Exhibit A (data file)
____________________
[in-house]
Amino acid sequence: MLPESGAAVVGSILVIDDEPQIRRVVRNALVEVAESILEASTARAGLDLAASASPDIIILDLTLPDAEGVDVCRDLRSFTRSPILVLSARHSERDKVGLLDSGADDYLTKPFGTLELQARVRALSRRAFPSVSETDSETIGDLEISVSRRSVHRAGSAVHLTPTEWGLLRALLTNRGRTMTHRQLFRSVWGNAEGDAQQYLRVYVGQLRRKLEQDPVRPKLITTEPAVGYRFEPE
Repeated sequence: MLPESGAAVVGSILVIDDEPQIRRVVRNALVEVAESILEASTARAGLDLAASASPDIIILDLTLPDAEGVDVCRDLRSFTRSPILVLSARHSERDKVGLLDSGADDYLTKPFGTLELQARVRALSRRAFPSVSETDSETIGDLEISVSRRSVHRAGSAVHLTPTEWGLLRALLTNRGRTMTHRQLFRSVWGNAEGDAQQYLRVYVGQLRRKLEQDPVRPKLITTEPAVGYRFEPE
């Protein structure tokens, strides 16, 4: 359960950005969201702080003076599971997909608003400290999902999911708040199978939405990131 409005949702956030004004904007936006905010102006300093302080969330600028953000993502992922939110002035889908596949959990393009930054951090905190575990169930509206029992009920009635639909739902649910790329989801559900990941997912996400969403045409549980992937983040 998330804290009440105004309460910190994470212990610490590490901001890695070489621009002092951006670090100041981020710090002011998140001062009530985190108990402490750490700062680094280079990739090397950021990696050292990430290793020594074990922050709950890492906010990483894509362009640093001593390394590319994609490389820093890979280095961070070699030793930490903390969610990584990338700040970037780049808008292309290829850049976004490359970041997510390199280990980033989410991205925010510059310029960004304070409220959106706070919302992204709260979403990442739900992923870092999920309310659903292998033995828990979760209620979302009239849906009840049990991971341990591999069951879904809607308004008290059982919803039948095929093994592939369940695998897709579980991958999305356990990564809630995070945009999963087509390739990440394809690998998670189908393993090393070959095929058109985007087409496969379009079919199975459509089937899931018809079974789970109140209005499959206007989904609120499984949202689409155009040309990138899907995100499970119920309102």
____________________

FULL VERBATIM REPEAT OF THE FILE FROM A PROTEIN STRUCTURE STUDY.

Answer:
[in-house]
Amino acid sequence: MLPESGAAVVGSILVIDDEPQIRRVVRNALVEVAESILEASTARAGLDLAASASPDIIILDLTLPDAEGVDVCRDLRSFTRSPILVLSARHSERDKVGLLDSGADDYLTKPFGTLELQARVRALSRRAFPSVSETDSETIGDLEISVSRRSVHRAGSAVHLTPTEWGLLRALLTNRGRTMTHRQLFRSVWGNAEGDAQQYLRVYVGQLRRKLEQDPVRPKLITTEPAVGYRFEPE
Repeated sequence: MLPESGAAVVGSILVIDDEPQIRRVVRNALVEVAESILEASTARAGLDLAASASPDIIILDLTLPDAEGVDVCRDLRSFTRSPILVLSARHSERDKVGLLDSGADDYLTKPFGTLELQARVRALSRRAFPSVSETDSETIGDLEISVSRRSVHRAGSAVHLTPTEWGLLRALLTNRGRTMTHRQLFRSVWGNAEGDAQQYLRVYVGQLRRKLEQDPVRPKLITTEPAVGYRFEPE
């Protein structure tokens, strides 16, 4: 359960950005969201702080003076599971997909608003400290999902999911708040199978939405990131 409005949702956030004004904007936006905010102006300093302080969330600028953000993502992922939110002035889908596949959990393009930054951090905190575990169930509206029992009920009635639909739902649910790329989801559900990941997912996400969403045409549980992937983040 998330804290009440105004309460910190994470212990610490590490901001890695070489621009002092951006670090100041981020710090002011998140001062009530985190108990402490750490700062680094280079990739090397950021990696050292990430290793020594074990922050709950890492906010990483894509362009640093001593390394590319994609490389820093890979280095961070070699030793930490903390969610990584990338700040970037780049808008292309290829850049976004490359970041997510390199280990980033989410991205925010510059310029960004304070409220959106706070919302992204709260979403990442739900992923870092999920309310659903292998033995828990979760209620979302009239849906009840049990991971341990591999069951879904809607308004008290059982919803039948095929093994592939369940695998897709579980991958999305356990990564809630995070945009999963087509390739990440394809690998998670189908393993090393070959095929058109985007087409496969379009079919199975459509089937899931018809079974789970109140209005499959206007989904609120499984949202689409155009040309990138899907995100499970119920309102």